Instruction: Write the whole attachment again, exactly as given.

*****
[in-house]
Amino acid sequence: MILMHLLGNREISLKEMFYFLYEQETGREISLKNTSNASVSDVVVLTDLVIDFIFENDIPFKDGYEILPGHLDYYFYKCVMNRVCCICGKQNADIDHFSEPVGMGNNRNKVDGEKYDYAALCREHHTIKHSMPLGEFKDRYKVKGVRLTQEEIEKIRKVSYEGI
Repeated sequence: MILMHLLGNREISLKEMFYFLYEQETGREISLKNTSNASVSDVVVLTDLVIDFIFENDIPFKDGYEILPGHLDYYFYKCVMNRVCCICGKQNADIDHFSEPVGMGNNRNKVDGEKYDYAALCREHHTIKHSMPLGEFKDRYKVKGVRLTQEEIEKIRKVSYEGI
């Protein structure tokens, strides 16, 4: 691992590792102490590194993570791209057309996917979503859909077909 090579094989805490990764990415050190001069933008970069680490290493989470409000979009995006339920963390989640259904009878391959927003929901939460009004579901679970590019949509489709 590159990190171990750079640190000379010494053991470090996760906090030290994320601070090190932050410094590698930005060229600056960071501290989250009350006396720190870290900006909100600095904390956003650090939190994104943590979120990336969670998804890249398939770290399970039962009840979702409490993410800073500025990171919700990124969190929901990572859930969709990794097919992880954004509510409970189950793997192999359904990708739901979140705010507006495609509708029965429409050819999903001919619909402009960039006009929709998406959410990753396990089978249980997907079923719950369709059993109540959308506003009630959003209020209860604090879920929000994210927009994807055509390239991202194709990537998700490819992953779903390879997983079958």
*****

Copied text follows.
[in-house]
Amino acid sequence: MILMHLLGNREISLKEMFYFLYEQETGREISLKNTSNASVSDVVVLTDLVIDFIFENDIPFKDGYEILPGHLDYYFYKCVMNRVCCICGKQNADIDHFSEPVGMGNNRNKVDGEKYDYAALCREHHTIKHSMPLGEFKDRYKVKGVRLTQEEIEKIRKVSYEGI
Repeated sequence: MILMHLLGNREISLKEMFYFLYEQETGREISLKNTSNASVSDVVVLTDLVIDFIFENDIPFKDGYEILPGHLDYYFYKCVMNRVCCICGKQNADIDHFSEPVGMGNNRNKVDGEKYDYAALCREHHTIKHSMPLGEFKDRYKVKGVRLTQEEIEKIRKVSYEGI
């Protein structure tokens, strides 16, 4: 691992590792102490590194993570791209057309996917979503859909077909 090579094989805490990764990415050190001069933008970069680490290493989470409000979009995006339920963390989640259904009878391959927003929901939460009004579901679970590019949509489709 590159990190171990750079640190000379010494053991470090996760906090030290994320601070090190932050410094590698930005060229600056960071501290989250009350006396720190870290900006909100600095904390956003650090939190994104943590979120990336969670998804890249398939770290399970039962009840979702409490993410800073500025990171919700990124969190929901990572859930969709990794097919992880954004509510409970189950793997192999359904990708739901979140705010507006495609509708029965429409050819999903001919619909402009960039006009929709998406959410990753396990089978249980997907079923719950369709059993109540959308506003009630959003209020209860604090879920929000994210927009994807055509390239991202194709990537998700490819992953779903390879997983079958």